Adults who have difficulty with their basic literacy skills don’t look any different from the rest of us. They don’t generally admit to this struggle and they have often developed ways to “fake it”. Since approximately 1 in 4 Canadians struggle with literacy skills below a functional level you almost certainly know or regularly encounter people who are struggling with some aspect of literacy. They usually give a variety of reasons for why they can’t or won’t participate in activities that would require them to use literacy skills they don’t have or that they struggle with.
They may be asked to fill out forms and say they “forgot their glasses” or that they will take the form away and bring it back - but never actually come back. Sometimes they may even read out a piece of text almost perfectly and not “remember it” when really they just didn’t understand it.
The average person will not be able to quickly discern the literacy level of the adults with whom they are in contact. This is why it is so important for us not to assume we know the literacy levels of those we interact with. We can add a great deal of undo stress to someone by assuming they are at a level they are not.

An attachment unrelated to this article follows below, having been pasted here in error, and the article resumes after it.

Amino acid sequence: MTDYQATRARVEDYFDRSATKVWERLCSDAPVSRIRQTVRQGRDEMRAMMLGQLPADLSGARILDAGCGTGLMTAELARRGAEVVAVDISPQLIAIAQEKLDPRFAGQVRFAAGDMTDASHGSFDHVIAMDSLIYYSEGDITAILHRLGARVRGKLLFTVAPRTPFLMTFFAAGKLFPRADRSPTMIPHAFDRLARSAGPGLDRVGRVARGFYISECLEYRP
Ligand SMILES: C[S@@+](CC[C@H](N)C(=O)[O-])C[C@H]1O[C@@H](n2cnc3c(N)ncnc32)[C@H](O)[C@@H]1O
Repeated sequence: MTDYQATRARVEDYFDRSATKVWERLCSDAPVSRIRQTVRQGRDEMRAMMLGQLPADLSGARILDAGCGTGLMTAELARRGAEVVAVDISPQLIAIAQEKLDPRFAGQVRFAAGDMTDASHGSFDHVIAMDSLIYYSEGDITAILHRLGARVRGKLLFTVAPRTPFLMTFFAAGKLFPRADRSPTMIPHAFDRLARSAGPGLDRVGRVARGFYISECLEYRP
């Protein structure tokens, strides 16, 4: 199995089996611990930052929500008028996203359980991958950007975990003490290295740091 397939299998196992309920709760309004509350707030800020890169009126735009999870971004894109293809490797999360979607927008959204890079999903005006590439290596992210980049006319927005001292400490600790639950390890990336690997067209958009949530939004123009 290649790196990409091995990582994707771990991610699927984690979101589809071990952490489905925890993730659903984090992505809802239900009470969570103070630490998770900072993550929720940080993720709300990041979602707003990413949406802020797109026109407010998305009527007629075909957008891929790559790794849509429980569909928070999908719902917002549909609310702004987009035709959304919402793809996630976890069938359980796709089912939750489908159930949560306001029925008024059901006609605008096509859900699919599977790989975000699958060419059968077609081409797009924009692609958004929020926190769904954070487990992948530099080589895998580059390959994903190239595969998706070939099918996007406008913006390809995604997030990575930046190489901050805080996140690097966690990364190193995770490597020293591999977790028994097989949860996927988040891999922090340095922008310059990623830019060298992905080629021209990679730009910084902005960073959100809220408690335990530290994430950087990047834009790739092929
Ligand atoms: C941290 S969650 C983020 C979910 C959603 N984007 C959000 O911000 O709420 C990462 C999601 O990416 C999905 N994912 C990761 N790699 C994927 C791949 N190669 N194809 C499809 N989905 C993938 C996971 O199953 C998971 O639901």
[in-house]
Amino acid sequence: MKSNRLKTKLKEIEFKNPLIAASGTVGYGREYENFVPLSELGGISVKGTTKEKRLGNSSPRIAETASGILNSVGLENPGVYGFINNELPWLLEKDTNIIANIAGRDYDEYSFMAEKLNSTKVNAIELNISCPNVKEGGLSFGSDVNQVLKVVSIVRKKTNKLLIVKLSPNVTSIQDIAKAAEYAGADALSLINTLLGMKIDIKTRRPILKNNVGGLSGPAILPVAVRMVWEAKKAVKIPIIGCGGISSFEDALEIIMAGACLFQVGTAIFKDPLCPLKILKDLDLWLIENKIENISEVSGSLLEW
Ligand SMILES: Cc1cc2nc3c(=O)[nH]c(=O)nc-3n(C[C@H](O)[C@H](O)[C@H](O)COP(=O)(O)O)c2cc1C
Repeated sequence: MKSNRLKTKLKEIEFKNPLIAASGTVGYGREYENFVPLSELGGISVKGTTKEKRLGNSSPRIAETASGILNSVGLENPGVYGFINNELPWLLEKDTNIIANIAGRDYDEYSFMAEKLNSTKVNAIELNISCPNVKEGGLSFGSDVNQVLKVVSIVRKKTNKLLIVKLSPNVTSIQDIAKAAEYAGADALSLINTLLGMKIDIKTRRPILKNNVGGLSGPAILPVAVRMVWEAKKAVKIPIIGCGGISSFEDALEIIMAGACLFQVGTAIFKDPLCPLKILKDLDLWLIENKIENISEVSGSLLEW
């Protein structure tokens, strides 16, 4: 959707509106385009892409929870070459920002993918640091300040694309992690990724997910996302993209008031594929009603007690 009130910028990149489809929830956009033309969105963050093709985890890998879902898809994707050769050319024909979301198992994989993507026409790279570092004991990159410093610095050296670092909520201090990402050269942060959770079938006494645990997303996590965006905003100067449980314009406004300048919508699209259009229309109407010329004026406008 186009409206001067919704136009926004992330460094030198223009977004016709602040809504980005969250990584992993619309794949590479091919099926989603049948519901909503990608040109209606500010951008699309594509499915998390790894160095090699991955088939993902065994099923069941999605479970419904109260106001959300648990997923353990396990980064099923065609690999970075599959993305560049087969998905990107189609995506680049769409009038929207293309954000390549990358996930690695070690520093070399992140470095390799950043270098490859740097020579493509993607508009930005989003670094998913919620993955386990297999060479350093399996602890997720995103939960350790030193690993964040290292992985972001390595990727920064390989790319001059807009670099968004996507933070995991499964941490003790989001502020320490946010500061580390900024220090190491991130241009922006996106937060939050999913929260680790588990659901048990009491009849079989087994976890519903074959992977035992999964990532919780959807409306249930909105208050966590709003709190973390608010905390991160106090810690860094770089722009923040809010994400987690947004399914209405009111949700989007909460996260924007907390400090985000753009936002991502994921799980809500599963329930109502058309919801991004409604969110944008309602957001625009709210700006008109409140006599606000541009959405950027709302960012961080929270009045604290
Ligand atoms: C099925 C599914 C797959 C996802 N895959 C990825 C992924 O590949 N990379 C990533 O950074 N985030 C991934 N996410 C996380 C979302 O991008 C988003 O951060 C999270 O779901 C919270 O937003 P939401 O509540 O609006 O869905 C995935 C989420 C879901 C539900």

What about you? How are your literacy skills?
Did you know that basic math and technology skills are now considered literacies? We need skills in math (or numeracy) and with computers, iPads, etc. (digital literacy) in order to function in the world today. Do you struggle with basic skills in these areas? Can you search for employment online? Do you know how to attach a resume to an email? Can you calculate a 15% tip? Read a bus schedule?
Literacy is a skill on a continuum. People don’t fall neatly into two categories: literate or illiterate. We are all stronger or weaker in different areas and we can all benefit from improving our literacy skills.
Columbia Basin Alliance for Literacy and other community literacy organizations across the province work with people who want to improve their literacy skills. People come to us for many different reasons:
· They have been getting by in the same job for years but now they are faced with having to get a new job and their literacy/essential skills just won’t allow this.
· Their children are at a level in school where they can no longer help them with their homework.
· They have a mild learning disability that wasn’t severe enough to get them help so they slipped through the cracks in school but now find they do not have the required skills to continue their post-secondary education or join the workforce.
Whatever the reason, it can be stressful, limiting and very isolating not to have the skills expected of you in our information and technology rich world. Help us to help those who may need support by spreading the word about how common it is to struggle with literacy skills and how we can help. Share the information with everyone. You don’t have to decide who might want to improve their literacy skills and who won’t. You never know who might need it!
Community Literacy Coordinator
Columbia Basin Alliance for Literacy – Elk Valley